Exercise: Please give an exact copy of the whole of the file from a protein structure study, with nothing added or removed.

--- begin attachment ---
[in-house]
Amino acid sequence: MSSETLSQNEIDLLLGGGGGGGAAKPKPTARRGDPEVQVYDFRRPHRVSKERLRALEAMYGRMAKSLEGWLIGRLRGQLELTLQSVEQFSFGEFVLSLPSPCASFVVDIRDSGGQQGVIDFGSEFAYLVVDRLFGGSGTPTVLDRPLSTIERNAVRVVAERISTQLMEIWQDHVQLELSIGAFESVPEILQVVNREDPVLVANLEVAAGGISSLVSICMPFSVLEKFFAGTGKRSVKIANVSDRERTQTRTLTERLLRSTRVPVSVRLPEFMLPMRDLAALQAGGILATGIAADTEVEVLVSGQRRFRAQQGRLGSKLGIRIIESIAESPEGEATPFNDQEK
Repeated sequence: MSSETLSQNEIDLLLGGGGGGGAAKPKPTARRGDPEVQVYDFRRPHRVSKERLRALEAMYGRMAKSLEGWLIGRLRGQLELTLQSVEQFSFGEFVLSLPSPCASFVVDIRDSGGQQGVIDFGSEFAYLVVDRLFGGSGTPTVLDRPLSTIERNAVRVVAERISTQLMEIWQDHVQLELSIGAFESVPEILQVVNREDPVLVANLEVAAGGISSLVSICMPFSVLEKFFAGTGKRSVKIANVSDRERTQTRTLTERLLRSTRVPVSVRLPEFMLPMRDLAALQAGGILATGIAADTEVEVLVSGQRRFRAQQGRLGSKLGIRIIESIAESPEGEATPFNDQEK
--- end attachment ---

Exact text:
[in-house]
Amino acid sequence: MSSETLSQNEIDLLLGGGGGGGAAKPKPTARRGDPEVQVYDFRRPHRVSKERLRALEAMYGRMAKSLEGWLIGRLRGQLELTLQSVEQFSFGEFVLSLPSPCASFVVDIRDSGGQQGVIDFGSEFAYLVVDRLFGGSGTPTVLDRPLSTIERNAVRVVAERISTQLMEIWQDHVQLELSIGAFESVPEILQVVNREDPVLVANLEVAAGGISSLVSICMPFSVLEKFFAGTGKRSVKIANVSDRERTQTRTLTERLLRSTRVPVSVRLPEFMLPMRDLAALQAGGILATGIAADTEVEVLVSGQRRFRAQQGRLGSKLGIRIIESIAESPEGEATPFNDQEK
Repeated sequence: MSSETLSQNEIDLLLGGGGGGGAAKPKPTARRGDPEVQVYDFRRPHRVSKERLRALEAMYGRMAKSLEGWLIGRLRGQLELTLQSVEQFSFGEFVLSLPSPCASFVVDIRDSGGQQGVIDFGSEFAYLVVDRLFGGSGTPTVLDRPLSTIERNAVRVVAERISTQLMEIWQDHVQLELSIGAFESVPEILQVVNREDPVLVANLEVAAGGISSLVSICMPFSVLEKFFAGTGKRSVKIANVSDRERTQTRTLTERLLRSTRVPVSVRLPEFMLPMRDLAALQAGGILATGIAADTEVEVLVSGQRRFRAQQGRLGSKLGIRIIESIAESPEGEATPFNDQEK